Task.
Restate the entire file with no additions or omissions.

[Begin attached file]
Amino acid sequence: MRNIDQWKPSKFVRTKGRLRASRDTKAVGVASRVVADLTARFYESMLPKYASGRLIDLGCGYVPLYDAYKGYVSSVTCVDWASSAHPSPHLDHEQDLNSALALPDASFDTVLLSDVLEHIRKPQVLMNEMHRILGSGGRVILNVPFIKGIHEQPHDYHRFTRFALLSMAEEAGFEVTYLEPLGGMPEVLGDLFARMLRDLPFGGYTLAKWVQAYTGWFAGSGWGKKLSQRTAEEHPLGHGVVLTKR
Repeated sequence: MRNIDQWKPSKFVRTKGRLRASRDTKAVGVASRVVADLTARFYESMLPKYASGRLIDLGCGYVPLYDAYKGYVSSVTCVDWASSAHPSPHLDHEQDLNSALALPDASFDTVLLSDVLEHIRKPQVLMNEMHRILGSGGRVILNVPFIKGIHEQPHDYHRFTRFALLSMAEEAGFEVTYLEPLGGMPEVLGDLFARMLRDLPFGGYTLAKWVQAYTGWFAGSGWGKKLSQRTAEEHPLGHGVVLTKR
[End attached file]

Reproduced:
Amino acid sequence: MRNIDQWKPSKFVRTKGRLRASRDTKAVGVASRVVADLTARFYESMLPKYASGRLIDLGCGYVPLYDAYKGYVSSVTCVDWASSAHPSPHLDHEQDLNSALALPDASFDTVLLSDVLEHIRKPQVLMNEMHRILGSGGRVILNVPFIKGIHEQPHDYHRFTRFALLSMAEEAGFEVTYLEPLGGMPEVLGDLFARMLRDLPFGGYTLAKWVQAYTGWFAGSGWGKKLSQRTAEEHPLGHGVVLTKR
Repeated sequence: MRNIDQWKPSKFVRTKGRLRASRDTKAVGVASRVVADLTARFYESMLPKYASGRLIDLGCGYVPLYDAYKGYVSSVTCVDWASSAHPSPHLDHEQDLNSALALPDASFDTVLLSDVLEHIRKPQVLMNEMHRILGSGGRVILNVPFIKGIHEQPHDYHRFTRFALLSMAEEAGFEVTYLEPLGGMPEVLGDLFARMLRDLPFGGYTLAKWVQAYTGWFAGSGWGKKLSQRTAEEHPLGHGVVLTKR